Erie Railroad Station, Haskell
The first railroad into the area was begun in 1865. It’s first station was located at the Ringwood Avenue crossing. As early as 1872, Midvale was listed as a stop on the Montclair Railroad. It was probably named for it’s location in the middle of the valley – Midvale. By the time the Railroad was run by the New York and Greenwood Lake Railway, there were two stations in Wanaque: one in Haskell near Doty Road and one in Midvale at the end of Railroad Avenue. The Greenwood Lake Railway was responsible for bringing many new settlers to the area. In the late Nineteenth and early Twentieth Centuries, many summer travelers used this line to get to Greenwood Lake and its vacation offerings such as a steamer cruise ship called the “Montclair.” Along the line, commuter towns developed. This was especially true in Upper Montclair, which eventually became one ot the terminal points for this Railroad, the other being Greenwood Lake.
This view shows a train and people from some unknown early date. From the engine type and the clothing, it seems to be the late 1800’s.
Charles Bowman was the last agent for the Wanaque-Midvale Station. It was built in 1904 by William Mullin and shows the standard Erie station architecture of the period. One of the last activities from this point was the shipment of long trains of sand from a nearby pit consigned for use in building the second deck of the George Washington Bridge over the Hudson River to New York. For years this was the terminal for the New York and Greenwood Lake commuter trains, with locomotives and cars serviced here.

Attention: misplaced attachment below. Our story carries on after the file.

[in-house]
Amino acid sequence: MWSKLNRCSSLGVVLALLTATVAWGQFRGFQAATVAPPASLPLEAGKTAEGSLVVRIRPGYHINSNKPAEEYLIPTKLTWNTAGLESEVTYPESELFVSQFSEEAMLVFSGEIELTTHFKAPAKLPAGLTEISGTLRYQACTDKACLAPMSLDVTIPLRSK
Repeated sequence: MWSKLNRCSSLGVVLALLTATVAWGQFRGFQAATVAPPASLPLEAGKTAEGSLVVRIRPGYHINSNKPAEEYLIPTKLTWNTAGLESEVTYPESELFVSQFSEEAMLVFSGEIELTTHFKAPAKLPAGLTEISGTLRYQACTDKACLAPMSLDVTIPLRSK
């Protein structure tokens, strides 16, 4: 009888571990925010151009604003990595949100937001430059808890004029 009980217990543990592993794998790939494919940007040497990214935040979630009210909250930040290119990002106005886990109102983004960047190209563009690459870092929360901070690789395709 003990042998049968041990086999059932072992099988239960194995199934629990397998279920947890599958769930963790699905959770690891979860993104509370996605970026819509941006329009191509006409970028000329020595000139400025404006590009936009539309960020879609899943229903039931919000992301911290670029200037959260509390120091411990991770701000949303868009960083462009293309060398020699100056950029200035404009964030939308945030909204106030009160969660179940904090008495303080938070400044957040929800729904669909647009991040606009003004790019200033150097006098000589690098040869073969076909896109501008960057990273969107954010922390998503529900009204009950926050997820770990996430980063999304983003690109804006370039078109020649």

Last Train to Midvale
The Midvale Station was active as a stop on various railroad lines through 1966. The last line to pass through Midvale was the Greenwood Lake Division of the Erie-Lackawanna Railroad. In September of 1966, Engineer Martin Munson turned train number 1421 onto the “wye” at the Wanaque-Midvale Station for the last time.
On this Friday evening in autumn at 7:55 PM, the last passenger train ever to enter Midvale paused and stopped. The Engineer and his crew left the train as the era of railroad service into Wanaque came to an end. Later, four engines and thirteen empty passenger cars would leave the Midvale Yard enroute to Hoboken. The Wanaque-Midvale Station building was destroyed by fire and then demolished, but the memory of the railroad and its real importance in the growth of Wanaque Borough would remain. Like many other small American towns, Wanaque grew up as a stop on the great railroad into the wilderness.